First make sure you thaw out the turkey sufficiently. We want to avoid food poisoning, especially salmonella. A twenty lb. turkey needs about five days in the refrigerator to thaw out. Twelve to fifteen lbs. about four days. If you come down to the wire and the turkey is still frozen put it in the sink and fill it with tap water, not hot. Allow it to thaw out and as quick as is practical get the neck and giblets out, which will allow it to defrost more quickly. Don’t leave it on the counter and don’t use hot water. Also, every time you touch raw turkey (or turkey bacon, ground turkey, turkey sausage or chicken) wash your hands before touching any other food product. We do not want to spread salmonella. Keep a cutting board just for raw meat, and wash it with peroxide after use, this will save much grief.
OK, easiest first.
Do you have a gas grill? Take your turkey and put it in a zip lock bag filled with beer and chopped coriander (cilantro), hot peppers, and onion. Allow to soak overnight. Put your turkey on the spit, plug in the rotisserie and turn up the grill. Maintain the temperature at 325. Depending on the size of the turkey it should be ready in one to one and a half hours. Use the meat thermometer. 180º for turkey to be done. Let it sit about 15 to 20 minutes before carving. Cooking in this way has the advantage of not heating up the house (if you are cooking this in the summer, of course in
As in the first, marinade your turkey overnight as above. Take a can of beer, open it and stick the open end of the can into the turkey and stand it up. There is a little stand that can be purchased so as to keep the turkey standing up. Light charcoal about thirty minutes before starting the turkey. After putting the turkey in the smoke, add hickory and oak. (you can use pecan instead of hickory or mesquite) If you use just hickory, the turkey might come out bitter. Leave the vents almost closed so that the fire stays low, you are smoking the turkey, not roasting it. I baste periodically with the beer mix. Add wood as needed, not too much at once or it will catch fire instead of smoldering. I soak the wood in water overnight which helps keep the wood from burning too fast.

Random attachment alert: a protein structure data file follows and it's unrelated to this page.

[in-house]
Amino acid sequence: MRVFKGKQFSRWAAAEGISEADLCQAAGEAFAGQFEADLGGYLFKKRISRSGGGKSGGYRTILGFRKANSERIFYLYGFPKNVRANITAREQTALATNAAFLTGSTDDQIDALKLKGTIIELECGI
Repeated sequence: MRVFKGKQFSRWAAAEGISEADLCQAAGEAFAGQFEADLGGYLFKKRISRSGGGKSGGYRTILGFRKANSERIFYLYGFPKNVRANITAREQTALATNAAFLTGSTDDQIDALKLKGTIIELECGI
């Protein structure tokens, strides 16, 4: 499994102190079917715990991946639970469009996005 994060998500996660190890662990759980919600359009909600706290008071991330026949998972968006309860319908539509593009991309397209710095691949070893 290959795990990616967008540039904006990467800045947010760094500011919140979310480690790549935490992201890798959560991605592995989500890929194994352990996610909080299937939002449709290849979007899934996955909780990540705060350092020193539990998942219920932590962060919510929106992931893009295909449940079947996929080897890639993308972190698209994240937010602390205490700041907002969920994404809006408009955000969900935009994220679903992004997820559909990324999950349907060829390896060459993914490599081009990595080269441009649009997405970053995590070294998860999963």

Under 10 lbs: 25 minutes per lb.
10-16 bs,: 20 minutes per lb.
Greater than 18 lbs: 18 minutes per lb.
If the turkey is not done, go ahead and put it in the oven at 325 and heat till the internal temperature is 180º. Let sit 15 to 20 minutes before carving and serve with BBQ sauce.
Remove all the entrails. Cut a couple of onions and apples into 8 pieces, and insert a clove in each piece. Cut the outer stalks of celery and some parsley. Put apple onion and herbs in both ends of the turkey. Don’t pack tight. You may sew up the neck if desired. Cover the turkey with really fat bacon. Place in oven or roaster and cook according to the table above. I usually put the turkey breast side down. After one and one half hours, begin basting the turkey every 30 minutes using the drippings from the bacon. .When done, allow to sit some 13-20 minutes before carving.
Gravy: Take some of the drippings from the turkey and put in a frying pan. Heat till hot and add several tablespoons of flour and cook till it bubbles. Add milk and cook till thick. Add a bit of salt, and poultry seasoning to taste. Chicken broth can be added as well. If it gets too thick add more milk. Too thin, cook a little longer, and maybe add some more flour.
Dressing: Melt ½ stick of butter. Take a cup of chicken broth and cook onions or celery in it. Allow to cool, put in blender, with melted butter and add a good handful of parsley, a handful of rosemary (strip the leaves off the branch first), four or five leaves of sage, and strip leaves off thyme. Add to blender and grind up fine. Take a nine inch round loaf of corn bread and crumble in, and add butter. If too dry, add drippings from the turkey. Microwave on high about five minutes and fluff. You can also bake it, but if baking add a beaten egg. Cook at 300, and keep an eye on it.
After you have stripped the turkey, you can boil the skeleton with celery, onion, a handful of rice and the turkey drippings for a really nice turkey soup. Boil until all the meat comes off the bones and simmer for an hour or so until it is reduced. Yummy.
As today is Saturday, there will be no message for tomorrow. As part of our Sabbath discipline, the computer is turned off before sunset on Saturday evening, and does not get turned back on again until after Sunset on Sunday.
As mentioned before, we are grateful for donations to allow us to continue in this ministry.